On May 5th, 1938 the Regia Marina, the Royal Italian Navy, was paraded in the Gulf of Naples for the benefit of the visiting German chancellor Adolf Hitler. Although the German military staff had advised the German Chancellor on the inadequacy of the Italian Navy and the general lack of readiness of the whole Italian defense force, the fuehrer was impressed by the great spectacle.
The high marksmanship demonstrated by the Italian gunnery and the impressive coordination of dozens of Italian submarines diving and reemerging in perfect synchrony was the disguising prelude to the fierce naval battles, which ultimately, in less than three years, would almost obliterate the 5th naval power in the world.
Italian destroyers in the Gulf of Naples
After the naval agreements signed in Washington, also known as the “Naval Holiday”, Italy rebuilt several battleships and constructed new, powerful, heavy cruisers and many lesser ships. What the Italian Navy did not have, and would gravely pay for during the conflict, were aircraft carriers, enough supplies of oil, spare parts and, most of all, trained officers and crew.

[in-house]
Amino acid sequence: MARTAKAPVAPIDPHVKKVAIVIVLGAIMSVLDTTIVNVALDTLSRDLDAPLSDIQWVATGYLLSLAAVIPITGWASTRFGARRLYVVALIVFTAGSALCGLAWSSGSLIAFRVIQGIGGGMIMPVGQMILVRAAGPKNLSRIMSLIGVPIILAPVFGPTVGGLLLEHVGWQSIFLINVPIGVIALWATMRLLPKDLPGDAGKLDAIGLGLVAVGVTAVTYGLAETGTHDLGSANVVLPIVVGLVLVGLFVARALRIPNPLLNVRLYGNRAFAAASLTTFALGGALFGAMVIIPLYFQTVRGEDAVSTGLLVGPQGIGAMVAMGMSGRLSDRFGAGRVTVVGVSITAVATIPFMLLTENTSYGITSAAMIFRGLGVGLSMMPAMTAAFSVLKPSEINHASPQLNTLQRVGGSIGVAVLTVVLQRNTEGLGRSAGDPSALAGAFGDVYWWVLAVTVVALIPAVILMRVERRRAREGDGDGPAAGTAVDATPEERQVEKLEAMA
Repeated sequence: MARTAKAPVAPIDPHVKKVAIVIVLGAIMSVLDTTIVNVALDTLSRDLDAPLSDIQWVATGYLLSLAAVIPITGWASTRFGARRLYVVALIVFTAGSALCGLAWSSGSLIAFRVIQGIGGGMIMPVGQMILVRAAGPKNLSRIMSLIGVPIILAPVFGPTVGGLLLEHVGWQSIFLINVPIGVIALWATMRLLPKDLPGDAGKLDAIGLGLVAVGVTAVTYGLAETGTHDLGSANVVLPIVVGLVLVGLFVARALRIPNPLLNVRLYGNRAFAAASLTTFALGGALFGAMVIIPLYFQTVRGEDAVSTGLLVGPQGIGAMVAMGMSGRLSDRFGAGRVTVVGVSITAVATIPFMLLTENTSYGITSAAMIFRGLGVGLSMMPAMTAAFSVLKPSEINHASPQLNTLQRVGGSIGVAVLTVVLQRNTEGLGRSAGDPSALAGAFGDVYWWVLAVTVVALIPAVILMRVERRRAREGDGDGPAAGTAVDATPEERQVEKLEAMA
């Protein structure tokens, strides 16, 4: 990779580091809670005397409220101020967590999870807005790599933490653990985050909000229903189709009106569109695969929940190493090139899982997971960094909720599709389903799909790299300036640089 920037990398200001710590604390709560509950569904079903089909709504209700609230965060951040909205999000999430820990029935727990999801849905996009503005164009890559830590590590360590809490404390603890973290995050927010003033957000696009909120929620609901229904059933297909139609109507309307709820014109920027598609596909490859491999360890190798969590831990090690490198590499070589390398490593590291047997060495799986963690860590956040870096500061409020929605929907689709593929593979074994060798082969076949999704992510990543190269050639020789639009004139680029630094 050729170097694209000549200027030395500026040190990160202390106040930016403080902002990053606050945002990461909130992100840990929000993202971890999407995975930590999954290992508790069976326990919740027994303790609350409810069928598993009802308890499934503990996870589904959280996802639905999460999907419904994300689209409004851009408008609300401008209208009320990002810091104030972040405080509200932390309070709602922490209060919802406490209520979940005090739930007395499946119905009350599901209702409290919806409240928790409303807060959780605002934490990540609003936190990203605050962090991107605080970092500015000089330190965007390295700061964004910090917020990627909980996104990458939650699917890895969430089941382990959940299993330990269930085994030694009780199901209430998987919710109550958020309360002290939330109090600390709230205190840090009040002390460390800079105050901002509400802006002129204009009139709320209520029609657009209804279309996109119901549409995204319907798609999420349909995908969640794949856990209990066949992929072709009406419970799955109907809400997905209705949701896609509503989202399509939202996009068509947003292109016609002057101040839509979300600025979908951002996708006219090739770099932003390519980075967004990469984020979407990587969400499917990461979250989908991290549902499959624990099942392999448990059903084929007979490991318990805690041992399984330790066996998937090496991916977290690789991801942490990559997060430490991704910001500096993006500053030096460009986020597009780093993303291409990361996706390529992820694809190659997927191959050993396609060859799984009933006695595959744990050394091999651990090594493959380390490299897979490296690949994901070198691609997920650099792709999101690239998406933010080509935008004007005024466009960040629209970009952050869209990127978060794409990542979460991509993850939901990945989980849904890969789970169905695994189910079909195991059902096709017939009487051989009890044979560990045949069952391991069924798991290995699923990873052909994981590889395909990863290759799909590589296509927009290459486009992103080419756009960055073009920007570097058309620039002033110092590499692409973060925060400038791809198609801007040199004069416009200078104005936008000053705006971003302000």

The performance of the Italian Navy between June 10th, 1940 and September 8th 1943 can be summarized by its tremendous losses: 28,937 casualties, 13 cruisers, 42 destroyers, 41 minelayers, 3 corvettes, 84 submarines and many more lesser ships. To increase these losses, after the Italian capitulation, the Regia Marina lost 2 battleships, 4 cruisers, 11 destroyers, 30 submarines and many more lesser ships.
At the same time, despite the high losses, Italian officers and crew belonging to the 10th Light Flotilla wrote the most heroic pages of sea warfare in World War II. The 10th Light Flotilla alone sank 28 ships, including the battleships Queen Elisabeth and Valiant and the cruiser York. Ultimately, by keeping the flow of supplies between the mainland and North Africa, the Regia Marina accomplished its mission. These Web pages are dedicated to the memory of those who fought, in both camps, during this tragic period of modern history. Their unmarked graves are a solemn monument to their valor.